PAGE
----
Car and winter pothole on open road

How to drive safely on pothole-laden roads

If you’ve started to think that you’re seeing more potholes on the roads as you drive, it may not just be your imagination. Recent figures show that the number of potholes on UK roads recently reached a five-year high, increasing the danger to drivers, but also to cyclists and pedestrians. To help you understand what causes potholes, how they can put your safety at risk, and how to stay safe on our pothole-laden roads, this guide breaks down all you need to know.

What is a pothole – and why does it occur?

A pothole is a large hole or depression in the surface of a road, caused by bad weather and traffic wear. Potholes are created when water seeps through cracks in the road, collecting beneath the surface and softening the road’s base. When that water freezes, it expands and forces the road surface up. When the water dries, it creates a hole beneath the road’s surface which weakens and eventually collapses when traffic drives over it. This creates a pothole, which is made larger as traffic continues to drive over the surface. The age and condition of a road make it more susceptible to potholes, as does the UK’s wet and cold climate. 

How many potholes are there in the United Kingdom?

There are somewhere between 1 to 2 million potholes on UK roads, though the number varies from season to season and region to region. Recent figures showed Derbyshire to be the worst-hit county in England, having had more than 90,000 pothole reports. The figures show that every county and region of the UK has been significantly impacted by potholes. The RAC Pothole Index has tracked pothole call-outs since 2006 and reports that drivers “are now 1.6 times more likely to break down due to the repeated wear caused by potholes than they were 17 years ago.”

What damage can potholes do to a car?

The danger to your car is dependent on a number of factors, including the speed you are travelling, the angle at which you make contact, and the size of the pothole – larger, deeper craters are likely to cause more damage. The most common damage includes tyre punctures and blowouts, wheel and suspension damage, and exhaust and undercarriage issues. Hitting a pothole can also affect a car’s steering system, putting a driver’s safety at significant risk. 

How to report a pothole problem?

The RAC has partnered with the website and app FixMyStreet to make it quick and easy to report any pothole you see. Visit FixMyStreet and you will be able to report a pothole, with that report sent to your local council. It’s also possible to report potholes via Gov.UK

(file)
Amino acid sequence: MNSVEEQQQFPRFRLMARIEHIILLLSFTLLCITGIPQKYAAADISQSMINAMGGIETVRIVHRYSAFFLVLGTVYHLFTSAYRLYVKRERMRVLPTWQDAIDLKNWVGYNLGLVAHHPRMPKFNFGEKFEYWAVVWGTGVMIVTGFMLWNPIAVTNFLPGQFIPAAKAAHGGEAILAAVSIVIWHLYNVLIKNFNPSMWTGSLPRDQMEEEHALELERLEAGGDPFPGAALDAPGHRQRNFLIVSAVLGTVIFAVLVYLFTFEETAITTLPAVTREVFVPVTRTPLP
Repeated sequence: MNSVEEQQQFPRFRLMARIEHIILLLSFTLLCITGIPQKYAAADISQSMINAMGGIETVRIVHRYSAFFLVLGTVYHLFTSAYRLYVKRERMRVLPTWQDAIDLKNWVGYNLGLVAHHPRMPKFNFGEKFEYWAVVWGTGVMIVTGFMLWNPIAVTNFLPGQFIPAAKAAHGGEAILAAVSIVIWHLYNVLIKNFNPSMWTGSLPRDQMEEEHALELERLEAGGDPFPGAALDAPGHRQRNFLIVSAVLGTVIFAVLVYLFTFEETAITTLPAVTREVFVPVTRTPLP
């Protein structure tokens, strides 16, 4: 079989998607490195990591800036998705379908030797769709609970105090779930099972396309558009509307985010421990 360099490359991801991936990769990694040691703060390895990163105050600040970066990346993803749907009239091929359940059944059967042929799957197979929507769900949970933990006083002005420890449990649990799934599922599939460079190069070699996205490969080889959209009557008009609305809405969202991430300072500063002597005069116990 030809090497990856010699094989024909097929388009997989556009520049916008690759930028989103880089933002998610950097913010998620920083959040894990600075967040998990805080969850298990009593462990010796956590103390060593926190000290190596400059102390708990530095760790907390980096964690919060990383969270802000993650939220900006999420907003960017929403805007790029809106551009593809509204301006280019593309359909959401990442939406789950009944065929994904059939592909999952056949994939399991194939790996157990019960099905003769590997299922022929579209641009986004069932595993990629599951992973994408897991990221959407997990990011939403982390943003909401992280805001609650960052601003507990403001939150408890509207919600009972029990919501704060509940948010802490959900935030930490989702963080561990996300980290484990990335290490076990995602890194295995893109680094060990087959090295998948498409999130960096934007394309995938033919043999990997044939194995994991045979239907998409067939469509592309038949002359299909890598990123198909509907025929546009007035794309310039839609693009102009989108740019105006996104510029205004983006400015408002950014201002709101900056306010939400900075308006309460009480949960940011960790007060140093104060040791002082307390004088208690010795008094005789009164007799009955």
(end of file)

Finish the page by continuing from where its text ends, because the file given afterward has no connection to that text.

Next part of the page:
How do you avoid driving over potholes?

Avoiding potholes completely may not always be possible, particularly if driving on unfamiliar roads and/or in darker conditions. You can check in advance for any reported potholes across the UK on FixMyStreet and FillThatHole.  To minimise the damage caused by potholes, you’re advised to follow the three following rules.

  • Keep your tyres in good condition

    Tyres kept at the correct pressure give extra protection against pothole impacts and minimise the damage. The correct tyre pressure for your car should be located behind the driver’s door, under the fuel cap, or in the owner’s manual. A regular service is included in your Motability lease package and will keep the rest of your car – including the lights, windscreen wipers and washer fluid – in good condition and allow you to drive safely.

  • Drive safely

    Safe driving applies to any journey but it’s particularly helpful for avoiding potholes. Drive at a sensible speed, allowing the vehicle in front sufficient space. This will give you time to react should you see a pothole, but also allow you to slow down safely – driving over a pothole at a slower speed is easier on your tyres and suspension. Also, try to safely avoid driving through puddles, as potholes often lurk beneath patches of water.

  • Keep a firm grip

    If you have no choice but to drive over a pothole, if possible keep a firm grip on the steering wheel to remain in control of the car; hitting the defective surface head-on is usually less damaging than making contact at an angle. It’s vital not to brake or swerve suddenly – you will put yourself and potentially other road users at risk by doing so. Try to remain as calm as possible and maintain a consistent speed until you are beyond the pothole. If you think your car has been damaged after driving over a pothole, pull over safely before inspecting any damage and, if required, call for RAC assistance, which is included as a part of your Motability lease.

How do you make a claim for pothole damage?

If your car is damaged by a pothole, it may be possible to claim compensation, though this will often depend on whether the pothole has already been reported. To make a claim, you will need to address it to the correct authority as soon after the incident as possible. You can find details of who to contact here. However, be aware that Motability Scheme customers are covered against pothole damage by Direct Line Motability – you can find further details at

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